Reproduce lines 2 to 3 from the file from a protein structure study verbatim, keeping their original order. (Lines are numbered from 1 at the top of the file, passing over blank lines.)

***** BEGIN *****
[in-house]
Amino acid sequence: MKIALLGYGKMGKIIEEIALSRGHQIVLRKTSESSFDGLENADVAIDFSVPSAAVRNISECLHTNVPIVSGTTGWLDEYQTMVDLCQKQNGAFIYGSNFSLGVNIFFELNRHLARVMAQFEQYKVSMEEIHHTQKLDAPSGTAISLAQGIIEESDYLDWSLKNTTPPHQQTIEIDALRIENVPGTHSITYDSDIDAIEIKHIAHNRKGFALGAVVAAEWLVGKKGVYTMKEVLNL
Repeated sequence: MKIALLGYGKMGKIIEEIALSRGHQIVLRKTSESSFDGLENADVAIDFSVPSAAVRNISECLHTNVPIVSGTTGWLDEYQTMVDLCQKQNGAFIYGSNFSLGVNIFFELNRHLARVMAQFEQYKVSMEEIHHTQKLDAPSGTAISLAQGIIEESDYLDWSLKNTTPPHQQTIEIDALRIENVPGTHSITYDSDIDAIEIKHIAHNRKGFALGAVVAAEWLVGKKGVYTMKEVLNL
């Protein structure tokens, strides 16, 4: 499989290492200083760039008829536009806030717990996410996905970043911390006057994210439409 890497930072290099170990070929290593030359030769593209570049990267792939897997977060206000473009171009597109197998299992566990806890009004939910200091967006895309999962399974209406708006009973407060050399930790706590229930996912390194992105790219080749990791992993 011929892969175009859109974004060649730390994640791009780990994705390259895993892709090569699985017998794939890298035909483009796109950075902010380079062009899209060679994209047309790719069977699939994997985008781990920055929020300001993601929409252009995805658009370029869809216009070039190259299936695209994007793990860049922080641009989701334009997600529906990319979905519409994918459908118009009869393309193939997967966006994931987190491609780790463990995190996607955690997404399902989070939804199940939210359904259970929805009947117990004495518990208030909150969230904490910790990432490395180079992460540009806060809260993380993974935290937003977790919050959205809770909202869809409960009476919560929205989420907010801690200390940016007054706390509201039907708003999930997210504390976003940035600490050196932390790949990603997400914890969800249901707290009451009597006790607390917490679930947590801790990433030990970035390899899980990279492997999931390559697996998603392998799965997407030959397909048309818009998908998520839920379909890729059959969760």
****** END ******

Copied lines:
Amino acid sequence: MKIALLGYGKMGKIIEEIALSRGHQIVLRKTSESSFDGLENADVAIDFSVPSAAVRNISECLHTNVPIVSGTTGWLDEYQTMVDLCQKQNGAFIYGSNFSLGVNIFFELNRHLARVMAQFEQYKVSMEEIHHTQKLDAPSGTAISLAQGIIEESDYLDWSLKNTTPPHQQTIEIDALRIENVPGTHSITYDSDIDAIEIKHIAHNRKGFALGAVVAAEWLVGKKGVYTMKEVLNL
Repeated sequence: MKIALLGYGKMGKIIEEIALSRGHQIVLRKTSESSFDGLENADVAIDFSVPSAAVRNISECLHTNVPIVSGTTGWLDEYQTMVDLCQKQNGAFIYGSNFSLGVNIFFELNRHLARVMAQFEQYKVSMEEIHHTQKLDAPSGTAISLAQGIIEESDYLDWSLKNTTPPHQQTIEIDALRIENVPGTHSITYDSDIDAIEIKHIAHNRKGFALGAVVAAEWLVGKKGVYTMKEVLNL